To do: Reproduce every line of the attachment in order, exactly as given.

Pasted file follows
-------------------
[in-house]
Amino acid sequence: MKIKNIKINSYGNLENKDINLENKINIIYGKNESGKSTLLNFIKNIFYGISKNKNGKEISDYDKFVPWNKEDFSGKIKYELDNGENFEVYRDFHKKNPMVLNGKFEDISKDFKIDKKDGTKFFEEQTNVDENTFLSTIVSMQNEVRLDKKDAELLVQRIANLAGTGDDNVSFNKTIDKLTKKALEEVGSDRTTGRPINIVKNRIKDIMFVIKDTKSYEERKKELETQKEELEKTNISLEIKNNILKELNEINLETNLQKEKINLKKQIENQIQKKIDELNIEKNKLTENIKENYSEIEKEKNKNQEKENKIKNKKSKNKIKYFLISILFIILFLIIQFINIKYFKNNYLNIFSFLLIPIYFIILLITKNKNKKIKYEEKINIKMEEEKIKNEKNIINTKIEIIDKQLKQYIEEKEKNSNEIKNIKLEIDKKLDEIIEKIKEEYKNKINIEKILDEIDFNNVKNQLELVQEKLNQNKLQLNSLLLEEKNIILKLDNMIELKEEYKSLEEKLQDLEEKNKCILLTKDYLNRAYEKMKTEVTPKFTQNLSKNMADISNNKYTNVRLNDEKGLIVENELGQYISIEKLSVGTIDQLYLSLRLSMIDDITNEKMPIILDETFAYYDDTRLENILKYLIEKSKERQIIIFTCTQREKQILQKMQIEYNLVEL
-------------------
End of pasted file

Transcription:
[in-house]
Amino acid sequence: MKIKNIKINSYGNLENKDINLENKINIIYGKNESGKSTLLNFIKNIFYGISKNKNGKEISDYDKFVPWNKEDFSGKIKYELDNGENFEVYRDFHKKNPMVLNGKFEDISKDFKIDKKDGTKFFEEQTNVDENTFLSTIVSMQNEVRLDKKDAELLVQRIANLAGTGDDNVSFNKTIDKLTKKALEEVGSDRTTGRPINIVKNRIKDIMFVIKDTKSYEERKKELETQKEELEKTNISLEIKNNILKELNEINLETNLQKEKINLKKQIENQIQKKIDELNIEKNKLTENIKENYSEIEKEKNKNQEKENKIKNKKSKNKIKYFLISILFIILFLIIQFINIKYFKNNYLNIFSFLLIPIYFIILLITKNKNKKIKYEEKINIKMEEEKIKNEKNIINTKIEIIDKQLKQYIEEKEKNSNEIKNIKLEIDKKLDEIIEKIKEEYKNKINIEKILDEIDFNNVKNQLELVQEKLNQNKLQLNSLLLEEKNIILKLDNMIELKEEYKSLEEKLQDLEEKNKCILLTKDYLNRAYEKMKTEVTPKFTQNLSKNMADISNNKYTNVRLNDEKGLIVENELGQYISIEKLSVGTIDQLYLSLRLSMIDDITNEKMPIILDETFAYYDDTRLENILKYLIEKSKERQIIIFTCTQREKQILQKMQIEYNLVEL